31 Jan 2023 12:49 PM GMT
The Delhi High Court has ruled that jhuggi jhopri dwellers cannot be disqualified from rehabilitation under Delhi Government’s policy merely because their name doesn't reflect in the electoral roll.Justice Prathiba M Singh relied on the judgment of a division bench in Udal and Ors. v. Delhi Urban Shelter Improvement Board and Ors wherein it was held that the parties would be permitted to...
The Delhi High Court has ruled that jhuggi jhopri dwellers cannot be disqualified from rehabilitation under Delhi Government’s policy merely because their name doesn't reflect in the electoral roll.
Justice Prathiba M Singh relied on the judgment of a division bench in Udal and Ors. v. Delhi Urban Shelter Improvement Board and Ors wherein it was held that the parties would be permitted to place on record other documents including ration card, school records, driving license, aadhar card etc for being considered eligible of the rehabilitation scheme.
“The mere fact that the parties cannot produce the name featuring electoral roll, would not be enough for disqualification of jhuggi jhopri dwellers for rehabilitation,” Justice Singh observed.
The court also took note of the observations in Udal which said that though the petitioners in that case could not produce a record of their names featuring in the electoral rolls over the period prescribed in the policy, a holistic view is to be undertaken of the documents produced.
The court was hearing a petition moved by a woman residing in a Jhuggi along with her husband and children between 2001 till 2010.
It was her case that her husband deserted her in 2009 and the entire JJ cluster got demolished in 2010. She submitted that she was entitled to relocation and rehabilitation, as per Delhi Government’s policy.
The petitioner stated that she had filed a plea along with other jhuggi dwellers titled Dharampal Singh & Ors. v. GNCT of Delhi and Ors. wherein all jhuggi dwellers who were found to be eligible were to be relocated as per DUSIB’s policy.
The Delhi Government thereafter issued guidelines for implementation of relocation or rehabilitation scheme and allotment of flats to the Jhuggi Jhopri dwellers in 2013.
The woman was declared ineligible for rehabilitation under the scheme and only 52 jhuggi dwellers out of the 85, who had filed the petition, were found to be entitled.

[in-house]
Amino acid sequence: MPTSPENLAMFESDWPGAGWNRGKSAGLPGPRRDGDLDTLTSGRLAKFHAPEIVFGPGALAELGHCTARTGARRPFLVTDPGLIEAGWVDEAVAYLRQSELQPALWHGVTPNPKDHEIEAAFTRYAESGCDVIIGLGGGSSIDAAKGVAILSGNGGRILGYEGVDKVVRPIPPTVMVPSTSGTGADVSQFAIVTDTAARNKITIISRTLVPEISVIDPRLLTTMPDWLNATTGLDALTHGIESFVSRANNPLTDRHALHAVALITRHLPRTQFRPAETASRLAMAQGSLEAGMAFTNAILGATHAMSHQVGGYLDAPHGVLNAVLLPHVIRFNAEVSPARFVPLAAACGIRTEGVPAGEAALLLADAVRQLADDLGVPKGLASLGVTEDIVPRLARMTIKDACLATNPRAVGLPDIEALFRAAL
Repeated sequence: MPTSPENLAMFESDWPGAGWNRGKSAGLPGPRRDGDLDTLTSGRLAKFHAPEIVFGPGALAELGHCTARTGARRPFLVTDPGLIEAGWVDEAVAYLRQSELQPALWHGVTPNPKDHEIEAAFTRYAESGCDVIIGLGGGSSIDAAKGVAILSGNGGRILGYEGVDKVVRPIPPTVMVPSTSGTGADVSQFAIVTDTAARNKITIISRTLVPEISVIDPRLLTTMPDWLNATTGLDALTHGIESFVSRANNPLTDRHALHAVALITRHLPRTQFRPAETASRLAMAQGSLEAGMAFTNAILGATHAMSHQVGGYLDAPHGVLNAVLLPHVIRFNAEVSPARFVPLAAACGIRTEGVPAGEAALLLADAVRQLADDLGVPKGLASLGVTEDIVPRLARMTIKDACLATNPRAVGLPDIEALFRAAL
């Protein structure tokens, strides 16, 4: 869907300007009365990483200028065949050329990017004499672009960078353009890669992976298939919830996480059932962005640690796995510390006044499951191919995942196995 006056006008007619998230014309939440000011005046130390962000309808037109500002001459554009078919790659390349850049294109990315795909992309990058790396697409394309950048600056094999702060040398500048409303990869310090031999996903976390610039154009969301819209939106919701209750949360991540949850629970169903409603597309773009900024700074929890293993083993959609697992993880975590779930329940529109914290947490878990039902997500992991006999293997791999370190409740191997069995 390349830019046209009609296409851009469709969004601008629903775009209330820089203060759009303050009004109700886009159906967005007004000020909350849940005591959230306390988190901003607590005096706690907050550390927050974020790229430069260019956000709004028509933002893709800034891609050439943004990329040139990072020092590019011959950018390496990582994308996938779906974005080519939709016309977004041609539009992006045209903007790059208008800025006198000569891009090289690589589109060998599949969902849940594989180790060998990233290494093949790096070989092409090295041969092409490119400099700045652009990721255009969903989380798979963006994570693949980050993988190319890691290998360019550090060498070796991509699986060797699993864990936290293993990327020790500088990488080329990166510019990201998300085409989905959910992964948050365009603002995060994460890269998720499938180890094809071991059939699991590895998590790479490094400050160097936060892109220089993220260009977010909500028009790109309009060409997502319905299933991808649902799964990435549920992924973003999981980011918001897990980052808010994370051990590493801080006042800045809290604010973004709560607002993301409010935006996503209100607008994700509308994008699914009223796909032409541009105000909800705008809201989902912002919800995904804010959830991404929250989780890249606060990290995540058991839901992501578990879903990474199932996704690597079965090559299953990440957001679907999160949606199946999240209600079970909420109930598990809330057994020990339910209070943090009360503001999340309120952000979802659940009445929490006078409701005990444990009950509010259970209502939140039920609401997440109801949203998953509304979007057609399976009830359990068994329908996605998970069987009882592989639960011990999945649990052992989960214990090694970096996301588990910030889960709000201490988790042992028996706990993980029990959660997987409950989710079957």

She then challenged declaration of her ineligibility before the Appellate Board of DUSIB which rejected her on the ground that she did not produce the voter ID card for the year 2009 and 2010.
The petitioner’s counsel submitted that as per the scheme, various other documents can be accepted as the proof of residence in the jhuggi and that the only ground for rejection of her appeal was that the voter ID card was not submitted.
On the other hand, the Delhi Government submitted that the guidelines clearly state that the voter ID card is mandatory and other documents would be in addition to the voter ID card only.
While the petitioner relied upon various school records of her two daughters and her own bank records to establish that she was resident of the jhuggi, the Delhi Government raised various objections to the same and highlighted contradictions in documents of school records of one of her daughters.
Granting relief to the petitioner, Justice Singh said that considering the decision in Udal case, DUSIB’s Appellate Board would have to consider all other documents of the petitioner as well before arriving at a conclusion on her entitlement to rehabilitation
“The Petitioner’s case cannot be rejected merely on the ground that the voter ID card was not produced. The decision of the Ld. Division Bench is clear and categorical that other documents which may establish residence at the said Jhuggi would have to be considered holistically. The purpose of these policies is to ensure rehabilitation and relocation to economically weaker sections and would have to be interpreted in a broader and beneficial manner rather than a narrow and pedantic manner,” the court said.
The court thus asked the Appellate Authority to look afresh into the petitioner’s case considering all other documents produced by her and take a decision within four months.
“The Appellate Authority may also look into and enquire as to whether the Petitioner’s husband has been allotted any alternative accommodation or not,” it said.
Title: SMT. BENI v. GOVERNMENT OF NCT DELHI AND ANR.
Citation: 2023 LiveLaw (Del) 102
Click Here To Read Order